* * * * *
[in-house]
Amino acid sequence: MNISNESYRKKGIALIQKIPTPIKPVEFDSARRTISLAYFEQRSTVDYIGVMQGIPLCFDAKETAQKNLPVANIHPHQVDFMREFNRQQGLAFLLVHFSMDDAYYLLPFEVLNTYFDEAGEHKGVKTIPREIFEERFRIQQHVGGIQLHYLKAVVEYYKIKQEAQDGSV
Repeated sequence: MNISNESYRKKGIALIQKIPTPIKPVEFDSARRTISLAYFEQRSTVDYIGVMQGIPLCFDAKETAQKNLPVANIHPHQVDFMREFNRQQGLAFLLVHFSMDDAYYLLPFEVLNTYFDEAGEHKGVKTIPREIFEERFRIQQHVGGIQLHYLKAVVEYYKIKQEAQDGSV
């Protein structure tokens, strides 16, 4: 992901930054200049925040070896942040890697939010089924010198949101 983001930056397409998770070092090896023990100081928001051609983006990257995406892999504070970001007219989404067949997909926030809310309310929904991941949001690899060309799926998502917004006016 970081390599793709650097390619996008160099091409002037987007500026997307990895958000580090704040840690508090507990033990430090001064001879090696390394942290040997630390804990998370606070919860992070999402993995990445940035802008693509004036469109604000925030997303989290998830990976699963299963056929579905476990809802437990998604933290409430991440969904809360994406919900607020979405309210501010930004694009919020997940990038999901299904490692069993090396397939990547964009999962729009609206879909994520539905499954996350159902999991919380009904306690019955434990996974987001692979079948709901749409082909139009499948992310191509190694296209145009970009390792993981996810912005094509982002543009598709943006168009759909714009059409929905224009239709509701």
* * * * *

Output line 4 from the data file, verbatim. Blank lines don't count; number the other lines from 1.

């Protein structure tokens, strides 16, 4: 992901930054200049925040070896942040890697939010089924010198949101 983001930056397409998770070092090896023990100081928001051609983006990257995406892999504070970001007219989404067949997909926030809310309310929904991941949001690899060309799926998502917004006016 970081390599793709650097390619996008160099091409002037987007500026997307990895958000580090704040840690508090507990033990430090001064001879090696390394942290040997630390804990998370606070919860992070999402993995990445940035802008693509004036469109604000925030997303989290998830990976699963299963056929579905476990809802437990998604933290409430991440969904809360994406919900607020979405309210501010930004694009919020997940990038999901299904490692069993090396397939990547964009999962729009609206879909994520539905499954996350159902999991919380009904306690019955434990996974987001692979079948709901749409082909139009499948992310191509190694296209145009970009390792993981996810912005094509982002543009598709943006168009759909714009059409929905224009239709509701």